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Civilisation And The Birth-rate Post by :Sam_Odiaka Category :Essays Author :Havelock Ellis Date :April 2011 Read :3349

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Civilisation And The Birth-rate

It was inevitable that the Great War of to-day should lead to an outcry, in all the countries engaged, for more children and larger families. In Germany and in Austria, in France and in England, panic-stricken fanatics are found who preach to the people that the birth-rate is falling and the nation is decaying. No scheme is too wild for the supposed benefit of the country in a fierce coming fight for commercial supremacy, as well as with due regard to the requirements in cannon fodder of another Great War twenty years hence.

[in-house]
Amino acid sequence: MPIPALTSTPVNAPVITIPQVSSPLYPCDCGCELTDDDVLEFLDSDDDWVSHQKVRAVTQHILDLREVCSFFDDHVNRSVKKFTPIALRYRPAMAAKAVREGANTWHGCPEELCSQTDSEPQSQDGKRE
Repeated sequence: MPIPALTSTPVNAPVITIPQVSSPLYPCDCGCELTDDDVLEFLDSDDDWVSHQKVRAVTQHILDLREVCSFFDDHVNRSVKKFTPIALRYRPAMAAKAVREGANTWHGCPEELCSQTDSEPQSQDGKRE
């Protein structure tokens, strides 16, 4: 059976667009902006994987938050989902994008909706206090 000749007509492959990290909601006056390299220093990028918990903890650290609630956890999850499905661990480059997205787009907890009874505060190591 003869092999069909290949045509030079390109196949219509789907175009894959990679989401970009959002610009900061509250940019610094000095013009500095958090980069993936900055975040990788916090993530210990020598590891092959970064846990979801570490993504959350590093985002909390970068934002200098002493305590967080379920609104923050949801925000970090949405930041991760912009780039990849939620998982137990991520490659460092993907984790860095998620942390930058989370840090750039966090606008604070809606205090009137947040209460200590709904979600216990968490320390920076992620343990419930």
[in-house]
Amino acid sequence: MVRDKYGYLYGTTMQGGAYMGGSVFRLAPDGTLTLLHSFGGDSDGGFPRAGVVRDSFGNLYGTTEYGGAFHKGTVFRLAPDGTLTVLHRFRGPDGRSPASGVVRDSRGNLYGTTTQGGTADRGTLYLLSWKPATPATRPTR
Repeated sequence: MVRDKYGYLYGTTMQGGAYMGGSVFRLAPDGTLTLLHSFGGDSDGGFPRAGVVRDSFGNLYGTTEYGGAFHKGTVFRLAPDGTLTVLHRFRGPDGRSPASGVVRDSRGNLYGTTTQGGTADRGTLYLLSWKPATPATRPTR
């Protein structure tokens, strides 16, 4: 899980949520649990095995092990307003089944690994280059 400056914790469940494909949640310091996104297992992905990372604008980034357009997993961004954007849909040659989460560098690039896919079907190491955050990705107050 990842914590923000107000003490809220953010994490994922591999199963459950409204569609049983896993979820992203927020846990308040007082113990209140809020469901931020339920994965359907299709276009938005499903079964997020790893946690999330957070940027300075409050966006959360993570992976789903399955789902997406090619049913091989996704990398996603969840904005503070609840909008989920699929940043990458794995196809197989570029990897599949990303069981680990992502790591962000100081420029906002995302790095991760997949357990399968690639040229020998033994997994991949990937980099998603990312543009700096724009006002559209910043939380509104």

It may be well, however, to pause before we listen to these Quixotic plans.(1) We may then find reason to think, not only that any attempt to arrest the falling birth-rate is scarcely likely to be effective in view of the fact that it affects not one country only but all the countries that count, but that even if it could be successful it would be mischievous. Whatever the results of the War may be, one result is fairly certain and that is that, under the most favourable circumstances, every country will emerge laden with misery and debt; whatever prosperity may follow, living will be expensive for a long time to come and the incomes of all classes heavily burdened. A Bounty on Babies would hardly make up for these difficulties. The happy family, under the conditions that seem to be immediately ahead of us, is likely to be the small family. The large family--as indeed has been the case in the past--is likely to be visited by disease and death.